Effectiveness and Affordability Review

Ithaca College partnered with Huron Consulting Group last August to find opportunities for additional revenue, promote efficiencies, improve services, and reduce expenses. The consultants worked closely with a steering committee and met with more than 80 employees across campus who provided information about their units. A campus-wide survey was also used to gather suggestions on how to accomplish those goals.

In May the Ithaca College Board of Trustees will review and vote on proposals on which of Huron's recommendations to pursue in the near term, which ones to abandon altogether, and which ones to research further. This information and a tentative timeline for implementation will be communicated to the campus by the end of the summer.

Some of the recommendations are more complex than others and the cost savings vary. One suggestion is to institute data-based retention efforts, so the college can identify students who are at risk of leaving the college and provide more support. Another suggestion is to improve the energy management function, so the college can better track energy use and motivate students and staff to conserve.

Another recommendation involves improving space utilization so that classrooms sit empty less often. Aligning program capacity with applicant demand is a vital component of this recommendation. If there is a large demand for a particular program—where the number of applicants substantially exceeds the number of seats available—Huron recommends we find ways to accommodate more students in this area.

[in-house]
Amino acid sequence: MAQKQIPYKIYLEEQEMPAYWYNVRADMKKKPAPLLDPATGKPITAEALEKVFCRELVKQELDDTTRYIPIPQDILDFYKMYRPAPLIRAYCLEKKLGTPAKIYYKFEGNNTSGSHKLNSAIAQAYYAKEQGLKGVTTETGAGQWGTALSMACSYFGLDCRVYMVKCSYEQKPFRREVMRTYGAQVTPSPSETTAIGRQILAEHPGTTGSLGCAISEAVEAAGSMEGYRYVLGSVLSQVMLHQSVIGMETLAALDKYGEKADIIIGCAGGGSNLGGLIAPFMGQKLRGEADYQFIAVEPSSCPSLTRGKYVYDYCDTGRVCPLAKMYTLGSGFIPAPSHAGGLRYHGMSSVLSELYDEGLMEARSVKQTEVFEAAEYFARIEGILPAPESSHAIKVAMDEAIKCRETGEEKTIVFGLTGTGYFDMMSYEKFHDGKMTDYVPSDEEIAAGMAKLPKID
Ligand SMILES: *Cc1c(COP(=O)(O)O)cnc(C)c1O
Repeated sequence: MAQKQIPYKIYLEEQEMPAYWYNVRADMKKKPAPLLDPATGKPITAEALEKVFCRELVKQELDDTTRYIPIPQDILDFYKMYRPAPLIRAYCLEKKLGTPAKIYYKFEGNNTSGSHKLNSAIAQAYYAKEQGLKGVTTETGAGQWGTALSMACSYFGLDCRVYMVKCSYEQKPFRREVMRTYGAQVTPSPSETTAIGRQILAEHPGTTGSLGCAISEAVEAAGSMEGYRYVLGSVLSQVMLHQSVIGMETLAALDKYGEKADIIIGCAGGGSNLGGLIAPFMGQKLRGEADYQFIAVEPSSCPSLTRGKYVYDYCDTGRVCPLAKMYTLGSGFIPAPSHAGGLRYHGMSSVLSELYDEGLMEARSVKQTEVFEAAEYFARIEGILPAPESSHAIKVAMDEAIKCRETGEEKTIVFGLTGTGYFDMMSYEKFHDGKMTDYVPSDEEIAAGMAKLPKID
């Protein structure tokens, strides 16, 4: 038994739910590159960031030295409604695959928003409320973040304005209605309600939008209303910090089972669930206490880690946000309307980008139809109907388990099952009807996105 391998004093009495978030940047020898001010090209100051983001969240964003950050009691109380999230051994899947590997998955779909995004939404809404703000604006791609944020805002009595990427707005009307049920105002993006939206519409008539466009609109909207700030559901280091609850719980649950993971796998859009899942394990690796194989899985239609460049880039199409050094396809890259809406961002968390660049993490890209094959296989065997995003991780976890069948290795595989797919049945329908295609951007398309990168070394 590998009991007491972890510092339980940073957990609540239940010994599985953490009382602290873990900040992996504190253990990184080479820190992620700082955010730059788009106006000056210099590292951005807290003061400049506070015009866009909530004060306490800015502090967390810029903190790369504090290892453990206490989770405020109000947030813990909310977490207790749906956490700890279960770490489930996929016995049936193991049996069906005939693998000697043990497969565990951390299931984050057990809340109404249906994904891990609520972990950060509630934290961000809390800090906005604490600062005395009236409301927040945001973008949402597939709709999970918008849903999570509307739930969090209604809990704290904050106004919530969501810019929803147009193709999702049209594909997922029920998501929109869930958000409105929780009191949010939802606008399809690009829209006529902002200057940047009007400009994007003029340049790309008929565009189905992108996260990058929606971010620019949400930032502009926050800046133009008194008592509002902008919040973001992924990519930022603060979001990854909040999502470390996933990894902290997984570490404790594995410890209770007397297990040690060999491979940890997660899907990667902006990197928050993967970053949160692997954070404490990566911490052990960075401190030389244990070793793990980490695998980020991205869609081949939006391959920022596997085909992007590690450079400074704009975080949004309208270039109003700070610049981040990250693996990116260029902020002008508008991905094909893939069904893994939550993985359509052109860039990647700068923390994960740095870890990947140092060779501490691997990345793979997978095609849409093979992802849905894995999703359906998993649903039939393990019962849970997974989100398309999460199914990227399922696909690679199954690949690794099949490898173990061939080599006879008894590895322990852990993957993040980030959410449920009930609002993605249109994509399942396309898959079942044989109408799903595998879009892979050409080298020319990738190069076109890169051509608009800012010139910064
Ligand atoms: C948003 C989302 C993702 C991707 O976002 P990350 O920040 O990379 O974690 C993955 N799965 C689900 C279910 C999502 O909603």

Moving the operations of the Rochester physical therapy center to the Ithaca campus is another Huron recommendation. This recommendation will be reviewed by both the academic department and the curriculum review committee to ensure that there are no unintended consequences that could harm the quality of the education being delivered.

Not all of the recommendations will be implemented, but some changes must occur because the college wants to keep the tuition from increasing at too steep a rate. It is becoming increasingly difficult for the college to meet the demonstrated financial aid needs of its applicants, which in turn forces students to rely more on federal financial aid and private loans—or look elsewhere.

 “Even if prospective students feel that IC offers the best possible educational experience, the one they would like to have in an ideal world, they will not come here if they cannot afford to do so,” Rochon says.

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